The  middle  part  of  the  panel  has  controls  to  add,  delete,  move up/down selected
       isosurface or slice. The bottom part differs for isosurface and slice.  When  choosing  an
       isosurface,  this  part the of panel has options to set, unset or modify attributes of the
       current isosurface.  Various attributes of the isosurface can  be  defined,  similarly  to
       surface attributes:

           ·   isosurface value - reference isosurface value (height in map units).

           ·   color - raster map or constant color to drape over the current 3D raster.

           ·   mask - raster map that controls the areas displayed from the current 3D raster.

           ·   transparency  - raster map or constant value that controls the transparency of the
               current 3D raster. The default is completely opaque. Range from 0 (opaque) to  100

           ·   shininess   -   raster   map   or  constant  value  that  controls  the  shininess
               (reflectivity) of the current 3D raster. Range from 0 to 100.
       In case of 3D raster slice the bottom part of the  panel  controls  the  slice  attributes
       (which  axis  is  slice  parallel to, position of slice edges, transparency). Press button
       Reset to reset slice position attributes.

       3D rasters can be moved the same way like surfaces do.

       Analysis tab contains Cutting planes panel.

   Cutting planes
       Cutting planes allow cutting surfaces along a plane. You can switch between six planes; to
       disable cutting planes switch to None.  Initially the plane is vertical, you can change it
       to horizontal by setting tilt 90 degrees. The X and Y values specify the  rotation  center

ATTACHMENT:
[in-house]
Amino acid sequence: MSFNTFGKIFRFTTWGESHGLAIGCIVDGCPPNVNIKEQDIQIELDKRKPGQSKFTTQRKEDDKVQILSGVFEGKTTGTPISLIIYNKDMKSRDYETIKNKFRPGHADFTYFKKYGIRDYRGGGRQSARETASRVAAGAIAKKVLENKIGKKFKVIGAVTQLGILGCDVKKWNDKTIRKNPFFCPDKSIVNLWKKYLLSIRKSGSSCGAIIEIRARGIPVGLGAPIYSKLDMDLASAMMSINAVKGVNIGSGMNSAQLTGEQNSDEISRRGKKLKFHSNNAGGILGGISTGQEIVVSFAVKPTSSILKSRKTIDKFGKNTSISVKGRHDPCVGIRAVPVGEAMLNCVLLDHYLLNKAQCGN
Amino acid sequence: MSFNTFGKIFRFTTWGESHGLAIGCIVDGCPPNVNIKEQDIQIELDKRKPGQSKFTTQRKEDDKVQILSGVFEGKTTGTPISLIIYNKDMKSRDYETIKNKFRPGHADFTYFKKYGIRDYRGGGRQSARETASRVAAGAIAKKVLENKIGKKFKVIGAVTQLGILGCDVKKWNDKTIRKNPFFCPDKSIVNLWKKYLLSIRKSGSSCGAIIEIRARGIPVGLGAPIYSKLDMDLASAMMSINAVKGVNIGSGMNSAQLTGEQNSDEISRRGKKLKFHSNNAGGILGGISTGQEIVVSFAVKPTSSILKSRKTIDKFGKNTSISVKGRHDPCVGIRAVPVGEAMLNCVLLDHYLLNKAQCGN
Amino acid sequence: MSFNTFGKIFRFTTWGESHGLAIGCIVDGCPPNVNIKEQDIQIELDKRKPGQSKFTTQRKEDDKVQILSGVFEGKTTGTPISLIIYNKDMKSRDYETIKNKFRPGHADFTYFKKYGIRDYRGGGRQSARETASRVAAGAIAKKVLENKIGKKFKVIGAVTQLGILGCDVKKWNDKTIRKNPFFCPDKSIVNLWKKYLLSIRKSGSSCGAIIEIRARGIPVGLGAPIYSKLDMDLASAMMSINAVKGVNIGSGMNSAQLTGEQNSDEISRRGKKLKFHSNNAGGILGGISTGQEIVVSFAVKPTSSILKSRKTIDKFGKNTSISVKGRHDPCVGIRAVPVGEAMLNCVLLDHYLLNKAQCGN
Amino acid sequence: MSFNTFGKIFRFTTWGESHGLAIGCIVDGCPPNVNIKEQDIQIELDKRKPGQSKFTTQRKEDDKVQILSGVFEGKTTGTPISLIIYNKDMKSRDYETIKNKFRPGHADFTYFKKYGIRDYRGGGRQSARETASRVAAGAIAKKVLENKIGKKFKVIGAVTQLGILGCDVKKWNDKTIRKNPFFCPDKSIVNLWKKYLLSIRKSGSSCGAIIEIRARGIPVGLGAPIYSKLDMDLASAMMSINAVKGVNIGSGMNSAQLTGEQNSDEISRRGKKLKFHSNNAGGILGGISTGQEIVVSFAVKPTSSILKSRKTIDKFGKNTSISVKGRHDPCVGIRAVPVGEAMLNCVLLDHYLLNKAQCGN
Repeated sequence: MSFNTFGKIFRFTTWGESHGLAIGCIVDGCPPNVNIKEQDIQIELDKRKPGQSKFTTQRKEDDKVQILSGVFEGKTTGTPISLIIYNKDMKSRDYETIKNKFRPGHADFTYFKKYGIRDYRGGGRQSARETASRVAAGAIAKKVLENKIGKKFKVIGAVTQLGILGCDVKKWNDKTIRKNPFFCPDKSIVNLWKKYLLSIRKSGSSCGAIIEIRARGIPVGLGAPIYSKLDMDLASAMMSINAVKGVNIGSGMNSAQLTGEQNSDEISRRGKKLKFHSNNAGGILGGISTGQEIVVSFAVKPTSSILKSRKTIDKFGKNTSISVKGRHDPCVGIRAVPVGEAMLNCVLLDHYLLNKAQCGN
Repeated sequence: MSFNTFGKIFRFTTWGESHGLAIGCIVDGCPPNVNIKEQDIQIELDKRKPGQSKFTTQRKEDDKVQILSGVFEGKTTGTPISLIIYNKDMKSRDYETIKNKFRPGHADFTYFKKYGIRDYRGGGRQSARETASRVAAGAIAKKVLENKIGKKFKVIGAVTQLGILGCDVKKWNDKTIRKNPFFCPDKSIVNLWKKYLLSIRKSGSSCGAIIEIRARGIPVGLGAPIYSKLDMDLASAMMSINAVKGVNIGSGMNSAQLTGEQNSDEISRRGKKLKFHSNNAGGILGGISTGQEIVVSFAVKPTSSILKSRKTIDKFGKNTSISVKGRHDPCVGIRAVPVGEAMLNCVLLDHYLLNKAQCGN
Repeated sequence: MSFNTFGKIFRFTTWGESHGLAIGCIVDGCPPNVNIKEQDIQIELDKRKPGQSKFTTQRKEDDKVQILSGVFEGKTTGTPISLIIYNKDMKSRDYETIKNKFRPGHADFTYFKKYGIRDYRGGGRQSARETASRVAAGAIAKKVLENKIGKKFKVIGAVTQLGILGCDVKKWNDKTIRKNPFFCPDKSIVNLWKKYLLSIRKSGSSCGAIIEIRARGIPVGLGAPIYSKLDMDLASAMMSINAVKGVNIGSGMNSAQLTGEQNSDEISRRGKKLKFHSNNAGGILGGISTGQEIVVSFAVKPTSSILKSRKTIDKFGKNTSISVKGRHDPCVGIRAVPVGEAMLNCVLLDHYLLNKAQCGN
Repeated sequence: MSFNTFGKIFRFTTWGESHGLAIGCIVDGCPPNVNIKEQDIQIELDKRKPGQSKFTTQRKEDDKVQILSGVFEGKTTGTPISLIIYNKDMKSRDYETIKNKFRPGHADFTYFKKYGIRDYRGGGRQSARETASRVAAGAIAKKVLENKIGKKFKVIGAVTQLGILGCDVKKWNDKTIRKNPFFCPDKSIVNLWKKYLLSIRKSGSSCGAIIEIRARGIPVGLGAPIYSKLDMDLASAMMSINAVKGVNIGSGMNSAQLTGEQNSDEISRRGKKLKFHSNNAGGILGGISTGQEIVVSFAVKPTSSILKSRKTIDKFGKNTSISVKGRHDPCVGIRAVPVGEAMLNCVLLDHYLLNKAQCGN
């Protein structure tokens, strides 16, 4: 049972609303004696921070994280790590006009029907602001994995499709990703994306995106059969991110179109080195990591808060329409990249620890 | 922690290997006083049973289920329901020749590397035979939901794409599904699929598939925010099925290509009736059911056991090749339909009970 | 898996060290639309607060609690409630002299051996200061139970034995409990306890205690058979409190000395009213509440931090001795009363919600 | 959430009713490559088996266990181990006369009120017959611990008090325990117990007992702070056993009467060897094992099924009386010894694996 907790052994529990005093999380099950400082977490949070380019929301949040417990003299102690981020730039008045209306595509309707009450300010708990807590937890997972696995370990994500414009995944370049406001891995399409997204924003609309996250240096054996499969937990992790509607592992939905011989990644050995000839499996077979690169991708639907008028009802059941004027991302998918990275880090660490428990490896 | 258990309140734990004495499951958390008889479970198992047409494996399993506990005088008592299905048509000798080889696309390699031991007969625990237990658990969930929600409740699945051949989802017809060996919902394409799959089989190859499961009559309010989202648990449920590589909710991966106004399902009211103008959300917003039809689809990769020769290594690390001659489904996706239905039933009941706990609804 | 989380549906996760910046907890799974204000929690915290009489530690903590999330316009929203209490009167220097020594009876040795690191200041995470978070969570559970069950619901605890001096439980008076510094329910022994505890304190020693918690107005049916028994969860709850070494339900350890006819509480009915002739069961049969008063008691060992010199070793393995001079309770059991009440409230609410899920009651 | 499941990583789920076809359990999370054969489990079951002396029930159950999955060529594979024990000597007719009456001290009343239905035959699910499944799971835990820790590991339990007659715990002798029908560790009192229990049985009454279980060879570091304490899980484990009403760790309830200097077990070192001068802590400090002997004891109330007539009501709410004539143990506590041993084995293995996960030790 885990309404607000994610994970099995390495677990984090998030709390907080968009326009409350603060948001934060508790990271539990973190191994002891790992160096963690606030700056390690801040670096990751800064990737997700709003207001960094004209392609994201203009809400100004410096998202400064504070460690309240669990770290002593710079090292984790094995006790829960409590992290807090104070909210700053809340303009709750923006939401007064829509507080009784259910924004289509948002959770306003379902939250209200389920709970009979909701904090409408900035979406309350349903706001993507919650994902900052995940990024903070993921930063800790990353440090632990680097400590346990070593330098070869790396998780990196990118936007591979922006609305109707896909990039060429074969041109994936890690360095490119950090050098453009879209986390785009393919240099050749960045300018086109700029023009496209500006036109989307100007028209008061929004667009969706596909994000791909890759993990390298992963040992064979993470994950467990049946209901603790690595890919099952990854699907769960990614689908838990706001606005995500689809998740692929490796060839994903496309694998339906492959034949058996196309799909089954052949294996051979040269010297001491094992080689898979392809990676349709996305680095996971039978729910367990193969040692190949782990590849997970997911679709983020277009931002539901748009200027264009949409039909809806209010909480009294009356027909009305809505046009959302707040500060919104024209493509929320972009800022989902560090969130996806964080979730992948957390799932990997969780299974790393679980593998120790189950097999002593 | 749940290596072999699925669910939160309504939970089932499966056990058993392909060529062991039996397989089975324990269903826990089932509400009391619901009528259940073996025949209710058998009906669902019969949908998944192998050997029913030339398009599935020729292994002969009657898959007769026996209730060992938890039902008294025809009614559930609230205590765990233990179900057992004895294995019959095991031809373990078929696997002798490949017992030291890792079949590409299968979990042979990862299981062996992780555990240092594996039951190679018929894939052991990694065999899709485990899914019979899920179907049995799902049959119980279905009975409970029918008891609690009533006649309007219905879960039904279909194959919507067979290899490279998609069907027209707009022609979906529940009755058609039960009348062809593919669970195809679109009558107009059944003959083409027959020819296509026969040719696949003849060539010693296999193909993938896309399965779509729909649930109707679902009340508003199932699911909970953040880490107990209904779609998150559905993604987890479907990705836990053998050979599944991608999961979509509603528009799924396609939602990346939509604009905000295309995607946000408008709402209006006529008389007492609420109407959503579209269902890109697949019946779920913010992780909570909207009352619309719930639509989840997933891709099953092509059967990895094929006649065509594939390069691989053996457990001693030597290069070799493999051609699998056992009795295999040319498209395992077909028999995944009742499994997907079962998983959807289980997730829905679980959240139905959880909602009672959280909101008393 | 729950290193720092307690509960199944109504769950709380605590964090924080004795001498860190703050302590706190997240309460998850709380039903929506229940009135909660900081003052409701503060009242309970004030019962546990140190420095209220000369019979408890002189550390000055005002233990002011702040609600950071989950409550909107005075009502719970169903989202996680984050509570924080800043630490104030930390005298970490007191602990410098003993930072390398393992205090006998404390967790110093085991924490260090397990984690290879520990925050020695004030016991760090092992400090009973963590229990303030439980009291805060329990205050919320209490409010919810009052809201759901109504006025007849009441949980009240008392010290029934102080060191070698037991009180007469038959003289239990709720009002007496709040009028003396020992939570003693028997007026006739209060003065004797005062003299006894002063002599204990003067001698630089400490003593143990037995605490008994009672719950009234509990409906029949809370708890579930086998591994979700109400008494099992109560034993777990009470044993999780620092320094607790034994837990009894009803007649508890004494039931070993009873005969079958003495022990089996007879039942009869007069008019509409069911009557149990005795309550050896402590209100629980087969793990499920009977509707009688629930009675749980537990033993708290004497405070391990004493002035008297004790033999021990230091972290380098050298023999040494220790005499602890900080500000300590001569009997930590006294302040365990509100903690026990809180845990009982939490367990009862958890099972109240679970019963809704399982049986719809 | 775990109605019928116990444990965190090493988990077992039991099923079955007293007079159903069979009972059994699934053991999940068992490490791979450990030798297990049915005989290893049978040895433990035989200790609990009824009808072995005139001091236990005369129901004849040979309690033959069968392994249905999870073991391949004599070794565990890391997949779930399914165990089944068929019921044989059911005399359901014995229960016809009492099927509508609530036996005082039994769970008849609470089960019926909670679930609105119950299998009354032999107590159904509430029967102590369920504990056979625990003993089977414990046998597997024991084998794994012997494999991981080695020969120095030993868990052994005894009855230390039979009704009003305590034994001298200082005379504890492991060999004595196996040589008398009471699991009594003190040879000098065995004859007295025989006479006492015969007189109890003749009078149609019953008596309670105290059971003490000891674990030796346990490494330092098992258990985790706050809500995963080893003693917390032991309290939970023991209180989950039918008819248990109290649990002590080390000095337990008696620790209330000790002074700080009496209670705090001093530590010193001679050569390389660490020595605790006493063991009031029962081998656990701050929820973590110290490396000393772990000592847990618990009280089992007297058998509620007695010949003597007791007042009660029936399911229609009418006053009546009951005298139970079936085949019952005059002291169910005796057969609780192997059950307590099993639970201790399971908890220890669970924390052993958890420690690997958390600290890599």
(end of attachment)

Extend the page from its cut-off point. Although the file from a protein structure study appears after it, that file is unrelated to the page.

of plane. You can see better what X and Y do when changing rotation.  The Height parameter
       applies only when changing tilt concurrently.  Press the Reset button to reset the current
       cutting plane.

       In  case  of  multiple surfaces you can visualize the cutting plane by Shading. Shading is
       visible only when more than one surface is loaded and these surfaces must  have  the  same
       fine resolution set.

       Appearance tab consists of three collapsible panels:

           ·   Lighting for adjusting light source

           ·   Fringe for drawing fringes

           ·   Decorations to display north arrow and scale bar

       The lighting panel enables to change the position of light source, light color, brightness
       and ambient. Light position is controlled similarly to eye position. If option Show  light
       model is enabled light model is displayed to visualize the light settings.

       The Fringe panel allows you to draw fringes in different directions (North & East, South &
       East, South & West, North & West). It is possible to set the fringe color  and  height  of
       the bottom edge.

       The Decorations panel enables to display north arrow and simple scale bar. North arrow and
       scale bar length is determined in map units.  You can display more than one scale bar.

       Animation panel enables to create a simple  animation  as  a  sequence  of  images.  Press
       ’Record’  button  and start changing the view. Views are recorded in given interval (FPS -
       Frames Per Second). After recording, the animation can be replayed. To save the animation,